Day 6 - back in the groove

Knees felt good today, lots of big climbs including a decent from over 7800ft after sunset.
Hoping the legs feel as good tomorrow.

Post Race Recap
Helena to Wise River MT - 123 miles

I rolled out of Helena at 4:30AM, feeling good again after left over pizza for breakfast and some sleep. Lights blinking as I made my way up Grizzly Gulch Dr in the dark. The plan was to make it through 4 big climbs, the last being Fleecer Ridge with it's steep descent through the sage brush waiting on the other side.

The first climb wasn't too bad, the second heading towards the ghost town of Comet was like climbing a wall for the last mile of the ascent. The photo doesn't even show the steep section..

Ghost mining town of Comet.

I was rolling along nicely and decided to skip stopping in Basin and head straight through to Butte. While stopped for a quick change in clothing layers I was caught by Lance Griffin and Vance McMurry. I'd bumped into them a couple of times in the previous days but now we rode into Butte together.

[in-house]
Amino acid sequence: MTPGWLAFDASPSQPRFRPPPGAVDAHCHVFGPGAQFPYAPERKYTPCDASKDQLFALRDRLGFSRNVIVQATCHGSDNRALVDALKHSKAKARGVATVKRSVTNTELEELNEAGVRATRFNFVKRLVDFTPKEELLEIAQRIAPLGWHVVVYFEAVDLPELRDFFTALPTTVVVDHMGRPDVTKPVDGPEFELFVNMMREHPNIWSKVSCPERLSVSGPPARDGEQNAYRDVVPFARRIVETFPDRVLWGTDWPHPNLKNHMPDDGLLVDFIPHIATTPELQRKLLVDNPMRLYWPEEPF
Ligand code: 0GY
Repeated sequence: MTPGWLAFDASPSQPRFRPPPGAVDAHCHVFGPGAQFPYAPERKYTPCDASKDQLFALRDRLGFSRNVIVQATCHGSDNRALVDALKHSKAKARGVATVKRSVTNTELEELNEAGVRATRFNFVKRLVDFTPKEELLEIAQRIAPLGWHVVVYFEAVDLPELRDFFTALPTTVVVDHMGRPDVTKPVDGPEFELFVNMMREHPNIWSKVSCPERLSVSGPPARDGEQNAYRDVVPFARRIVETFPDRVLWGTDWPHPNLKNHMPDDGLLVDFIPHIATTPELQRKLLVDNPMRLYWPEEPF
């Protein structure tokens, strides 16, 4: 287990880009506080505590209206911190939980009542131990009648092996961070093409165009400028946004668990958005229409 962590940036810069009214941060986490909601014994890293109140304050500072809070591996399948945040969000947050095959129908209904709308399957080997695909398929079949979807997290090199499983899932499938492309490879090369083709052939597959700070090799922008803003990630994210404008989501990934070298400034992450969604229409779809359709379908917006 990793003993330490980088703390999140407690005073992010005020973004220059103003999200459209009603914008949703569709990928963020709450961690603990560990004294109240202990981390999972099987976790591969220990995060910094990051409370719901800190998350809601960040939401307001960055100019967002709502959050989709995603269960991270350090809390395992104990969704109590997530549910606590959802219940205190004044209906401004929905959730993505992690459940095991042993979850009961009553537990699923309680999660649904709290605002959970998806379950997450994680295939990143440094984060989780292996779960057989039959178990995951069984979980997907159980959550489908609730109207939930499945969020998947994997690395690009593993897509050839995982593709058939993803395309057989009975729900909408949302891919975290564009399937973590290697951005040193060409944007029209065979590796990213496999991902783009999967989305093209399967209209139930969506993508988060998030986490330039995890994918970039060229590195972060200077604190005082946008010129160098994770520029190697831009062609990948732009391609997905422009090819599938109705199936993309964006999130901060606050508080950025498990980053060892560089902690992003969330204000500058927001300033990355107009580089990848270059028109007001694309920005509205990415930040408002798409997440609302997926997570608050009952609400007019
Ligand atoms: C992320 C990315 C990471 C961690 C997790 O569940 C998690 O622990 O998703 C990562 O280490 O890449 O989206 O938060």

Vance heads into "Tunnel Number 9" between Basin and Butte.

My plan was for a quick bike service at the Outdoorsman and some lunch. The Outdoorsman goes out of its way to help TD racers, run by Rob Leipheimer, brother of pro-cyclist Levi, he personally made my drivetrain look like new and offered to help with anything that the racers passing through might need.

I grabbed lunch with Lance and Vance, headed back to the bike shop to collect my bike and decided to get back down to things with two more climbs to do. The first was a small 7320ft continental divide crossing.